Implications of Australia's Population Policy for Future Greenhouse Gas Emissions Targets

Corey Bradshaw, Barry Brook

    Research output: Contribution to journalArticlepeer-review

    4 Citations (Scopus)

    Abstract

    Australia's high per capita emissions rates makes it is a major emitter of anthropogenic greenhouse gases, but its low intrinsic growth rate means that future increases in population size will be dictated by net overseas immigration. We constructed matrix models and projected the population to 2100 under six different immigration scenarios. A constant 1 per cent proportional immigration scenario would result in 53 million people by 2100, producing 30.7 Gt CO 2 -e over that interval. Zero net immigration would achieve approximate population stability by mid-century and produce 24.1 Gt CO 2 -e. Achieving a 27 per cent reduction in annual emissions by 2030 would require a 1.5- to 2.0-fold reduction in per-capita emissions; an 80 per cent reduction by 2050 would require a 5.8- to 10.2-fold reduction. Australia's capacity to limit its future emissions will therefore depend primarily on a massive technological transformation of its energy sector, but business-as-usual immigration rates will make achieving meaningful mid-century targets more difficult.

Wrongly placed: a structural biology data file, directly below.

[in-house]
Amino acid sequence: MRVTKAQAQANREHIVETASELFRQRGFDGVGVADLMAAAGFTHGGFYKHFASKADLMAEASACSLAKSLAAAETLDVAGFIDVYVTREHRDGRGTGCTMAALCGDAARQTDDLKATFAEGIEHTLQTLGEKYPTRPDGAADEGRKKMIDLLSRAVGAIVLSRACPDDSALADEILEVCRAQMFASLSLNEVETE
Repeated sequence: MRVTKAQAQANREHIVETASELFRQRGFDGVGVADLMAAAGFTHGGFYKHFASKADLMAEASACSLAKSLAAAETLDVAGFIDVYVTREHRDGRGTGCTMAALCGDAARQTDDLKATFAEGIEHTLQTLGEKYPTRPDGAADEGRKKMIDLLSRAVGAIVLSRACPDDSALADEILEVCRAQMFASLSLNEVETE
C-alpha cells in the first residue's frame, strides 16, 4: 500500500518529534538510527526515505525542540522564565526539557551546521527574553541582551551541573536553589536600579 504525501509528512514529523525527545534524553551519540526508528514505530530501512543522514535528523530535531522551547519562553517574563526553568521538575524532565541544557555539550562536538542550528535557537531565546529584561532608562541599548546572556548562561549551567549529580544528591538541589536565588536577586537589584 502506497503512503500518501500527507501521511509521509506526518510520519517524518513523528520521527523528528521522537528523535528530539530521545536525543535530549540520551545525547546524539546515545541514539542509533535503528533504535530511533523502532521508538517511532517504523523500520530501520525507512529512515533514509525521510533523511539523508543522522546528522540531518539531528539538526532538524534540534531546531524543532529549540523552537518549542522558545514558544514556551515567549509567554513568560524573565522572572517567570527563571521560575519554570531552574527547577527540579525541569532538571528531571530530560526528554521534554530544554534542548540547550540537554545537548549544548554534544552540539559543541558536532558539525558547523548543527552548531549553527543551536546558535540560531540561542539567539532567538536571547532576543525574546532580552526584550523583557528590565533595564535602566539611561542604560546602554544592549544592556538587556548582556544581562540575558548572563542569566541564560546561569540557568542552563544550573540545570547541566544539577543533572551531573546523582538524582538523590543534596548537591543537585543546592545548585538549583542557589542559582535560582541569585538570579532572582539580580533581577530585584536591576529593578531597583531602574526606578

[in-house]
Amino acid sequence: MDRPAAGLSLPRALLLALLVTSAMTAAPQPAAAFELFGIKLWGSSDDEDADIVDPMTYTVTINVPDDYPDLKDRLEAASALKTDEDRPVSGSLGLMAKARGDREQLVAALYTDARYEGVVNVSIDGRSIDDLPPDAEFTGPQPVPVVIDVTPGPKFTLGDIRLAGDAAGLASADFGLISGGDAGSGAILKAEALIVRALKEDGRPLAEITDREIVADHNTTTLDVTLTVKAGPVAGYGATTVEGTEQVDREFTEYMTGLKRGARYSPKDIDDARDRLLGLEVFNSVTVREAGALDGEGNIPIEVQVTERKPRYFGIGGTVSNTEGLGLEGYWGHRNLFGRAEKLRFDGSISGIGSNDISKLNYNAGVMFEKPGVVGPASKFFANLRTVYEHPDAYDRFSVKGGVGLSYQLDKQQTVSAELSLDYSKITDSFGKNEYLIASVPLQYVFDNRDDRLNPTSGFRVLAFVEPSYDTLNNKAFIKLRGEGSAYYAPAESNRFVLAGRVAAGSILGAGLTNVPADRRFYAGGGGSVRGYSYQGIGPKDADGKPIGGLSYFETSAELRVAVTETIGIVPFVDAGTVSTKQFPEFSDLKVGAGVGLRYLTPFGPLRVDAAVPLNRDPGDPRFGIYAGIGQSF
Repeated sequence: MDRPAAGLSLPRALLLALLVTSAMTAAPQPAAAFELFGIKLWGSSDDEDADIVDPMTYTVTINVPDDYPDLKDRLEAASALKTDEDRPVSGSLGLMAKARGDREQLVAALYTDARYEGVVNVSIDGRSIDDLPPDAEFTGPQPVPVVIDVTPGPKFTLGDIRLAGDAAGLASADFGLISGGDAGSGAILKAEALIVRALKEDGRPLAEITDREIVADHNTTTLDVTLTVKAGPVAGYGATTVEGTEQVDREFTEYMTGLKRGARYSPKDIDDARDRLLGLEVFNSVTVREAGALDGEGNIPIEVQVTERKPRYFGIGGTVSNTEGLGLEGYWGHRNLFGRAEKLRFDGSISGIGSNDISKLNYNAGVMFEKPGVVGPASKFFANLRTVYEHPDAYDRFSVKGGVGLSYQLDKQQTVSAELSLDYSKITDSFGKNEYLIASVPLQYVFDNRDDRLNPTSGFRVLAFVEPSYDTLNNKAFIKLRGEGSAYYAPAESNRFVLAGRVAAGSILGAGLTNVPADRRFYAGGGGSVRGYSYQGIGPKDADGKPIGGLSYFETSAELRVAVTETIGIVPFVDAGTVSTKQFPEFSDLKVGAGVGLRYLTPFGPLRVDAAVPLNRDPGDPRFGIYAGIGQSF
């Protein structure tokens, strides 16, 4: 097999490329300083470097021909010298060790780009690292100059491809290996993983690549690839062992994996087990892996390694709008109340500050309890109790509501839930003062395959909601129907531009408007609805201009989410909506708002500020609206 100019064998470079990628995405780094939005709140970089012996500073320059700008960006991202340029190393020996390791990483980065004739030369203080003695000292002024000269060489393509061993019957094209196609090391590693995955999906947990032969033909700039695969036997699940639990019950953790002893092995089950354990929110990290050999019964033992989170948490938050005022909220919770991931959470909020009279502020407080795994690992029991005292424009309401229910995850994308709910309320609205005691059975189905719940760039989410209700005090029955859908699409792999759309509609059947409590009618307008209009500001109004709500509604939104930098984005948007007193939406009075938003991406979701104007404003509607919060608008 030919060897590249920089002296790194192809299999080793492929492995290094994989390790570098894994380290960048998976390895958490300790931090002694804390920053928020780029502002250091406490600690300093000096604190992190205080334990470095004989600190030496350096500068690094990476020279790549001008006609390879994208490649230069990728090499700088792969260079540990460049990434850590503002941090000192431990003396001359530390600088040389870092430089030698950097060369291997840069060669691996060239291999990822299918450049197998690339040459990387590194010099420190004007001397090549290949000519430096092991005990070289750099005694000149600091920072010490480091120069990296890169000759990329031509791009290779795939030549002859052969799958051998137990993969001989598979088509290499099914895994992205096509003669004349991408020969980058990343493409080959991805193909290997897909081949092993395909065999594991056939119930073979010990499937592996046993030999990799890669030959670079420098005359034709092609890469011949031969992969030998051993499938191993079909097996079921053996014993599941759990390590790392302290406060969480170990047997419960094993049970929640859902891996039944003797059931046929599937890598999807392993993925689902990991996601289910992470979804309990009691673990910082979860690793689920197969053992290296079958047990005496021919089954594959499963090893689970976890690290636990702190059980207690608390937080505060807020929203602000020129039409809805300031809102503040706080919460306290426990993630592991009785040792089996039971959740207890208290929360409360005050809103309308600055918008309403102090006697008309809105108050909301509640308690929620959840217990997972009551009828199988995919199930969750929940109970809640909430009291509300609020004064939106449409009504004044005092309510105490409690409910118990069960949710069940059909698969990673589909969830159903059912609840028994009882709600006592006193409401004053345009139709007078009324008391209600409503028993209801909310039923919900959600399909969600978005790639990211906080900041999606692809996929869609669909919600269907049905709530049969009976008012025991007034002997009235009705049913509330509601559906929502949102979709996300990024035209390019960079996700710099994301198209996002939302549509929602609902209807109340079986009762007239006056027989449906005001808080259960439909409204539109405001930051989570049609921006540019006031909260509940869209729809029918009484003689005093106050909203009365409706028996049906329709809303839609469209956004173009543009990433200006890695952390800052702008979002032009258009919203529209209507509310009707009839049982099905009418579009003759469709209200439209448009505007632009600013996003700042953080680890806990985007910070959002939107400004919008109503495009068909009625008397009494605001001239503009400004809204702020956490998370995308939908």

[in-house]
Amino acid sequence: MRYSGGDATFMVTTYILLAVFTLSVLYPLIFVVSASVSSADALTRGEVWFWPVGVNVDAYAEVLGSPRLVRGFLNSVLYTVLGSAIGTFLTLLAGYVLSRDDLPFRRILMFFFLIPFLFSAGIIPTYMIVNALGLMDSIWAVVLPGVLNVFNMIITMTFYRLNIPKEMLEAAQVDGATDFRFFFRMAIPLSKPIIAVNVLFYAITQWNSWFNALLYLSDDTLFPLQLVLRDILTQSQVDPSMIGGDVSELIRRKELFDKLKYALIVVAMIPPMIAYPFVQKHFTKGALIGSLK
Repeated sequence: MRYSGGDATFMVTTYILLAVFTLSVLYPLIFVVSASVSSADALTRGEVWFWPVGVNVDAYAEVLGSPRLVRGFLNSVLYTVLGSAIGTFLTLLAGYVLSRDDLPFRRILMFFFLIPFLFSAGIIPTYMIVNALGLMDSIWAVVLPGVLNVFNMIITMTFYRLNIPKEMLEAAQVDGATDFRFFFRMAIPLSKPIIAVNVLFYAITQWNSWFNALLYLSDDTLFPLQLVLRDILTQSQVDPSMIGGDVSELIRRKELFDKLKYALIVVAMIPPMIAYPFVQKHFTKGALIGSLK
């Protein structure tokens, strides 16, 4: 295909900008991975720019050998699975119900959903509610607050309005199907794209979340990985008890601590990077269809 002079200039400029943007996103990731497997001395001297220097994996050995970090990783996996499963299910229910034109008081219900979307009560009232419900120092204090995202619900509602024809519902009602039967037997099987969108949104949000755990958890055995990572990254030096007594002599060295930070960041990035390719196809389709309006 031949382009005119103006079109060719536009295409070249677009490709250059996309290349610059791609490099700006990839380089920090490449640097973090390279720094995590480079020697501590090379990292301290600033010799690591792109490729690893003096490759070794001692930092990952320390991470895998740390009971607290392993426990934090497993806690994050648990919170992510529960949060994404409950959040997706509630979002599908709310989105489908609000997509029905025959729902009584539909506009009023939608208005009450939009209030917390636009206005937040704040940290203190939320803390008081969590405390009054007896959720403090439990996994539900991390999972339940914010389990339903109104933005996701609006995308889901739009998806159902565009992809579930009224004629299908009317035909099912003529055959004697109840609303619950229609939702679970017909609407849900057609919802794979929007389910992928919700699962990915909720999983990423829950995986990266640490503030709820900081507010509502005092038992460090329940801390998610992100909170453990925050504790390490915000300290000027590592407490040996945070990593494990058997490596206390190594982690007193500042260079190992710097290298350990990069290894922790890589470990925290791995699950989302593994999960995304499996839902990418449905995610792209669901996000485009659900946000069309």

Original languageEnglish
    Pages (from-to)249-265
    Number of pages17
    JournalAsia and the Pacific Policy Studies
    Volume3
    Issue number2
    DOIs
    Publication statusPublished - 2016

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